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Balloon Fishing With Balloon Rigs

balloon rig balloon fishing

The balloon rig or “balloon fishing” has been a very popular fishing rig for striper fishermen for a number of years and has also become popular with catfish anglers for certain applications. This is also a popular rig for fishing for a number of other species of saltwater species of fish.

There are many different variations of the balloon rig and options you can use when balloon fishing. I’ll cover some of the basics here to get you started with a good understanding of balloon rigs and balloon fishing.

This certainly isn’t a catfish rig you’ll use every time you go fishing and in every situation but there are situations where rigging with a balloon rig might just outperform anything else.

It surprises me how few anglers use this technique because in the right situation it can be lethal for putting fish on the end of your fishing line.

Why Use A Balloon Rig?

The balloon tied to the fishing line is  partially blown up and functions just like a cork or bobber would holding the bait up off the bottom of the lake or river.

Because the balloon is much larger than a cork or bobber (like a slip float), it has a much greater surface area, therefore the level of resistance is greater when a fish strikes therefore creating a better hookset. The other advantage is that because the balloon is so large, it can be used to move the bait across the surface of the water.

Balloon fishing is also done because because it make it possible to suspend baits. For instance, if you are in 50 feet of water and you think the catfish are suspended at 25 feet, the aid of a balloon can allow you to fish multiple lines at a set depth and get the lines away from the boat or your shore location.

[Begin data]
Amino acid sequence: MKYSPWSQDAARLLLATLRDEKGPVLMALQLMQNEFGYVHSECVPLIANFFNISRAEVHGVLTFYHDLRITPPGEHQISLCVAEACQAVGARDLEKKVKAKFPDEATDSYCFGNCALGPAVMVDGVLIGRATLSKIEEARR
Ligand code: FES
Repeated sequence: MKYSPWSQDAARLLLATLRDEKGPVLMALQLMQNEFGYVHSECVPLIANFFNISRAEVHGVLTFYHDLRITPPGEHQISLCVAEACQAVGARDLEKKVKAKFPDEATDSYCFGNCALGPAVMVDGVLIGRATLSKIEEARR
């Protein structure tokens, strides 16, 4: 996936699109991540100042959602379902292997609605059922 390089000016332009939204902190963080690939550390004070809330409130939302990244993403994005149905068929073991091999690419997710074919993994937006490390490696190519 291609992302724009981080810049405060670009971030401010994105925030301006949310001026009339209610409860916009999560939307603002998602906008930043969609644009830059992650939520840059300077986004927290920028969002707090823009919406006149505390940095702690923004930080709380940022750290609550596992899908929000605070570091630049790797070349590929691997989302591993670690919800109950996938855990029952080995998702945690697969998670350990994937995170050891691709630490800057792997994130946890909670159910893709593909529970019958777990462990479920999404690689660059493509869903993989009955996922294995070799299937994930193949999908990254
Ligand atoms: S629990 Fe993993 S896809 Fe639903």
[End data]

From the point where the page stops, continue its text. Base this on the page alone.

This isn’t a something that happens often with catfish but there are certain seasons when the catfish will suspend this way (like in the presence of a thermocline).

When fish are suspended far from the bottom it doesn’t make sense to use the bottom as a reference point to bring the baits up. So you use the top of the water as a reference point to move the baits down to the target area.

In some instances when fishing from a boat it would be preferred to use something like a slip sinker rig and simply lower the baits to the target depth. The need to get the baits away from the boat or the angler arises at times though and you can achieve this through the use of a balloon rig.

For instance, if you are fishing in deep water and need to cover a large area suspending baits, you could do this with a balloon but couldn’t with a slip sinker rig hanging vertically from a boat.

Allowing you to cover water you couldn’t normally get to or allowing you to drift water you couldn’t normally reach though is one of the biggest advantages of balloon fishing.

A prime example of this is when bank fishing on lakes, rivers and in dam tailraces. Balloon fishing allows you to “float” baits out to different areas and cover more water. They have a much larger surface area than other bobbers and catch more wind, allowing it to drift further and faster.